Breastfeeding prolongs the increase in prolactin in the post-partum period, and some have advocated avoidance of breastfeeding as a recommendation for PPCM mothers. Given the importance of breastfeeding to infant survival (23) in developing nations, this prohibition comes at a substantial cost in geographic areas of Africa, Asia, and the Caribbean, where PPCM is more prevalent. The immunological, developmental, and nutritional advantages of breastfeeding over the alternatives are increasingly recognized, and recommendations limiting this practice would also have hidden costs in more developed countries. In the current study, breastfeeding was not associated with any diminishment of recovery, and a previous retrospective Internet-based study suggested better outcomes in women who breastfed compared with those who did not (24). The absence of a hazard for breastfeeding in IPAC suggests a relatively weaker influence of prolactin or prolactin metabolites in the pathogenesis of PPCM than has been currently postulated and supports the need for additional study before solidifying recommendations of breastfeeding for PPCM mothers.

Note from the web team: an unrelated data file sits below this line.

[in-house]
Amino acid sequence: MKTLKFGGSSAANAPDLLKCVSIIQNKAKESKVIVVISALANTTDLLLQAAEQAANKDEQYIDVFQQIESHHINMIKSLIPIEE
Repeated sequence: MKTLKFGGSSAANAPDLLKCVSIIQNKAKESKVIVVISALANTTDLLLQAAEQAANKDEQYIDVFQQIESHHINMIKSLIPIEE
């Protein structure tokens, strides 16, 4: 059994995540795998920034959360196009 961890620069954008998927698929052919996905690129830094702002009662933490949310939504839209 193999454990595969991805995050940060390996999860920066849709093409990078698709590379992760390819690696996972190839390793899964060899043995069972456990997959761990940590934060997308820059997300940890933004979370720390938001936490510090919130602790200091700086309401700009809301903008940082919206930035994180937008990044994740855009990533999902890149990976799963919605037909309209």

Although genetic predispositions have been increasingly recognized as a risk factor for the development of PPCM (25), the role of genetics for predicting subsequent recovery remains unknown. A family history of dilated cardiomyopathy in IPAC did not predict a poorer subsequent recovery. The small percentage of women (10%) reporting a family history likely underestimates the importance of genetics in the development of PPCM. Future analysis through molecular diagnostics will help to clarify the role of genetic predisposition, both for the development of PPCM and in predicting subsequent recovery.